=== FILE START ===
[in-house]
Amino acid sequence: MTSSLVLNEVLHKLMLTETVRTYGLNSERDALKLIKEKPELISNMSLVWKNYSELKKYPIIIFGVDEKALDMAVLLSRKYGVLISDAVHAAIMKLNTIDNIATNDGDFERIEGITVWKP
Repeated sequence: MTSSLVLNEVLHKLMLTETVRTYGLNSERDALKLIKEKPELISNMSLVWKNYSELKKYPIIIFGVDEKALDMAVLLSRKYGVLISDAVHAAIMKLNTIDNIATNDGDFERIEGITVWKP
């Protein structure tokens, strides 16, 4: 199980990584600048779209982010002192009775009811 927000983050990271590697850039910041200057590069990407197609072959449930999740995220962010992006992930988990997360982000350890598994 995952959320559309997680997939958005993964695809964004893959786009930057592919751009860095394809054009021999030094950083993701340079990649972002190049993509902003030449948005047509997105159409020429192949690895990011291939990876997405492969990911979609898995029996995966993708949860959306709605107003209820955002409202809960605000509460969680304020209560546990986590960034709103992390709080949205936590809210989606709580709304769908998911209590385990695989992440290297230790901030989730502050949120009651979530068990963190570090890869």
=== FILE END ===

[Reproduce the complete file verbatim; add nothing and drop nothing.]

[in-house]
Amino acid sequence: MTSSLVLNEVLHKLMLTETVRTYGLNSERDALKLIKEKPELISNMSLVWKNYSELKKYPIIIFGVDEKALDMAVLLSRKYGVLISDAVHAAIMKLNTIDNIATNDGDFERIEGITVWKP
Repeated sequence: MTSSLVLNEVLHKLMLTETVRTYGLNSERDALKLIKEKPELISNMSLVWKNYSELKKYPIIIFGVDEKALDMAVLLSRKYGVLISDAVHAAIMKLNTIDNIATNDGDFERIEGITVWKP
């Protein structure tokens, strides 16, 4: 199980990584600048779209982010002192009775009811 927000983050990271590697850039910041200057590069990407197609072959449930999740995220962010992006992930988990997360982000350890598994 995952959320559309997680997939958005993964695809964004893959786009930057592919751009860095394809054009021999030094950083993701340079990649972002190049993509902003030449948005047509997105159409020429192949690895990011291939990876997405492969990911979609898995029996995966993708949860959306709605107003209820955002409202809960605000509460969680304020209560546990986590960034709103992390709080949205936590809210989606709580709304769908998911209590385990695989992440290297230790901030989730502050949120009651979530068990963190570090890869």